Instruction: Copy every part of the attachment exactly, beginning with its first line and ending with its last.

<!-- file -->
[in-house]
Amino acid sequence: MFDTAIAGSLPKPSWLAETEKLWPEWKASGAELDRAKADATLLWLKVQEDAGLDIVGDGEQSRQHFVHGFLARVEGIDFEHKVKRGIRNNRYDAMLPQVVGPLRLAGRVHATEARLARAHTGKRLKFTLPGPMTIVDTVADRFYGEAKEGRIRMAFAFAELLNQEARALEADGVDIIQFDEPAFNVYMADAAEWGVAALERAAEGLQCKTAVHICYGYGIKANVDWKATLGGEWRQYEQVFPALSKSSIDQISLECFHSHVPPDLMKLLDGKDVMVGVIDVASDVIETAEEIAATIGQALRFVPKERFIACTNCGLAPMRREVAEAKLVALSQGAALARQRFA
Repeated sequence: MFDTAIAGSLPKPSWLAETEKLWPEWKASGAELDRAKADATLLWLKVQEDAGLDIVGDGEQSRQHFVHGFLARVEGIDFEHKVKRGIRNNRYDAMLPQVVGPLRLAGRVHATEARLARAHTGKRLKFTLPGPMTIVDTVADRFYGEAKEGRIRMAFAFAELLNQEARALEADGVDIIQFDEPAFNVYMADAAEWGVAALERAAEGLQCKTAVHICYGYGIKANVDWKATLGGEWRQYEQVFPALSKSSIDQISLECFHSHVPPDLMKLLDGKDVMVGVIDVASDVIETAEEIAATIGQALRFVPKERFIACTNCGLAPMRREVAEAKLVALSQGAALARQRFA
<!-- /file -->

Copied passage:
[in-house]
Amino acid sequence: MFDTAIAGSLPKPSWLAETEKLWPEWKASGAELDRAKADATLLWLKVQEDAGLDIVGDGEQSRQHFVHGFLARVEGIDFEHKVKRGIRNNRYDAMLPQVVGPLRLAGRVHATEARLARAHTGKRLKFTLPGPMTIVDTVADRFYGEAKEGRIRMAFAFAELLNQEARALEADGVDIIQFDEPAFNVYMADAAEWGVAALERAAEGLQCKTAVHICYGYGIKANVDWKATLGGEWRQYEQVFPALSKSSIDQISLECFHSHVPPDLMKLLDGKDVMVGVIDVASDVIETAEEIAATIGQALRFVPKERFIACTNCGLAPMRREVAEAKLVALSQGAALARQRFA
Repeated sequence: MFDTAIAGSLPKPSWLAETEKLWPEWKASGAELDRAKADATLLWLKVQEDAGLDIVGDGEQSRQHFVHGFLARVEGIDFEHKVKRGIRNNRYDAMLPQVVGPLRLAGRVHATEARLARAHTGKRLKFTLPGPMTIVDTVADRFYGEAKEGRIRMAFAFAELLNQEARALEADGVDIIQFDEPAFNVYMADAAEWGVAALERAAEGLQCKTAVHICYGYGIKANVDWKATLGGEWRQYEQVFPALSKSSIDQISLECFHSHVPPDLMKLLDGKDVMVGVIDVASDVIETAEEIAATIGQALRFVPKERFIACTNCGLAPMRREVAEAKLVALSQGAALARQRFA